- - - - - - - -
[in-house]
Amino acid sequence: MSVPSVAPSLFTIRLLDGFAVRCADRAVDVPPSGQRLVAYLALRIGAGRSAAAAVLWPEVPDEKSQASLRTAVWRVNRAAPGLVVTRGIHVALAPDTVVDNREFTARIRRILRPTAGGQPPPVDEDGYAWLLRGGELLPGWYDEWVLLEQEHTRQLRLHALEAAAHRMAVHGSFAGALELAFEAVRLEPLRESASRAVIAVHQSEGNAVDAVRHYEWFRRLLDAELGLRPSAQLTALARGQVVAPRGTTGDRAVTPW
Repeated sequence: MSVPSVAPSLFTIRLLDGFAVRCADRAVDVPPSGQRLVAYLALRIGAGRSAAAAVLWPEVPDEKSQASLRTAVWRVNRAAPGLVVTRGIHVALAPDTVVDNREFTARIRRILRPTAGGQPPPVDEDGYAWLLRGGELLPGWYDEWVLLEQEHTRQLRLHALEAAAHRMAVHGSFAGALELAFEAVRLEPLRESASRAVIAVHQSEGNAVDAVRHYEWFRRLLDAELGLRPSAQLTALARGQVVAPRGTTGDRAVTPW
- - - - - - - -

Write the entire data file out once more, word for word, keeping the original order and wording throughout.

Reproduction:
[in-house]
Amino acid sequence: MSVPSVAPSLFTIRLLDGFAVRCADRAVDVPPSGQRLVAYLALRIGAGRSAAAAVLWPEVPDEKSQASLRTAVWRVNRAAPGLVVTRGIHVALAPDTVVDNREFTARIRRILRPTAGGQPPPVDEDGYAWLLRGGELLPGWYDEWVLLEQEHTRQLRLHALEAAAHRMAVHGSFAGALELAFEAVRLEPLRESASRAVIAVHQSEGNAVDAVRHYEWFRRLLDAELGLRPSAQLTALARGQVVAPRGTTGDRAVTPW
Repeated sequence: MSVPSVAPSLFTIRLLDGFAVRCADRAVDVPPSGQRLVAYLALRIGAGRSAAAAVLWPEVPDEKSQASLRTAVWRVNRAAPGLVVTRGIHVALAPDTVVDNREFTARIRRILRPTAGGQPPPVDEDGYAWLLRGGELLPGWYDEWVLLEQEHTRQLRLHALEAAAHRMAVHGSFAGALELAFEAVRLEPLRESASRAVIAVHQSEGNAVDAVRHYEWFRRLLDAELGLRPSAQLTALARGQVVAPRGTTGDRAVTPW